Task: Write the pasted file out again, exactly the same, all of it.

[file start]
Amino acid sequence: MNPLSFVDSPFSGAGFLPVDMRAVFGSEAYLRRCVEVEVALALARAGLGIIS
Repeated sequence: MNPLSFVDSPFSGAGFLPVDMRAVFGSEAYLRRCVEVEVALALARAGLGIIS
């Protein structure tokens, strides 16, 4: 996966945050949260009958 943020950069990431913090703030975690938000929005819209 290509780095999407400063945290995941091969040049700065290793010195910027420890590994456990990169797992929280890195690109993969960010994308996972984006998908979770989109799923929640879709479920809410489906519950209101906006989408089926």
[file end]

Amino acid sequence: MNPLSFVDSPFSGAGFLPVDMRAVFGSEAYLRRCVEVEVALALARAGLGIIS
Repeated sequence: MNPLSFVDSPFSGAGFLPVDMRAVFGSEAYLRRCVEVEVALALARAGLGIIS
């Protein structure tokens, strides 16, 4: 996966945050949260009958 943020950069990431913090703030975690938000929005819209 290509780095999407400063945290995941091969040049700065290793010195910027420890590994456990990169797992929280890195690109993969960010994308996972984006998908979770989109799923929640879709479920809410489906519950209101906006989408089926």